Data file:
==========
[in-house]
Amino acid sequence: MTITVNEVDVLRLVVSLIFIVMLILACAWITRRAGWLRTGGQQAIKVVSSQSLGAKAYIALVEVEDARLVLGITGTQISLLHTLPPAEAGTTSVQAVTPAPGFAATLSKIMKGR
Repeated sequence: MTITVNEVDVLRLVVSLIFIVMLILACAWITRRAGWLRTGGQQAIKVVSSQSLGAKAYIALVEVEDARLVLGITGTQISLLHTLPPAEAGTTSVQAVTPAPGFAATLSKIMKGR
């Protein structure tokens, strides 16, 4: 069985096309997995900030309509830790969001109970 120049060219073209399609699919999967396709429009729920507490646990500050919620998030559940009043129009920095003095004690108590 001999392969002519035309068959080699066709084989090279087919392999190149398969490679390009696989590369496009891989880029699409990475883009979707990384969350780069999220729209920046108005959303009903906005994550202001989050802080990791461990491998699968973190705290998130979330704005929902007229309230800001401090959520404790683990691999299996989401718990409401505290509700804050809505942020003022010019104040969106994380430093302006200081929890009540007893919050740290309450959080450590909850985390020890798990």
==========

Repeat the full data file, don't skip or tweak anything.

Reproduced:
[in-house]
Amino acid sequence: MTITVNEVDVLRLVVSLIFIVMLILACAWITRRAGWLRTGGQQAIKVVSSQSLGAKAYIALVEVEDARLVLGITGTQISLLHTLPPAEAGTTSVQAVTPAPGFAATLSKIMKGR
Repeated sequence: MTITVNEVDVLRLVVSLIFIVMLILACAWITRRAGWLRTGGQQAIKVVSSQSLGAKAYIALVEVEDARLVLGITGTQISLLHTLPPAEAGTTSVQAVTPAPGFAATLSKIMKGR
């Protein structure tokens, strides 16, 4: 069985096309997995900030309509830790969001109970 120049060219073209399609699919999967396709429009729920507490646990500050919620998030559940009043129009920095003095004690108590 001999392969002519035309068959080699066709084989090279087919392999190149398969490679390009696989590369496009891989880029699409990475883009979707990384969350780069999220729209920046108005959303009903906005994550202001989050802080990791461990491998699968973190705290998130979330704005929902007229309230800001401090959520404790683990691999299996989401718990409401505290509700804050809505942020003022010019104040969106994380430093302006200081929890009540007893919050740290309450959080450590909850985390020890798990």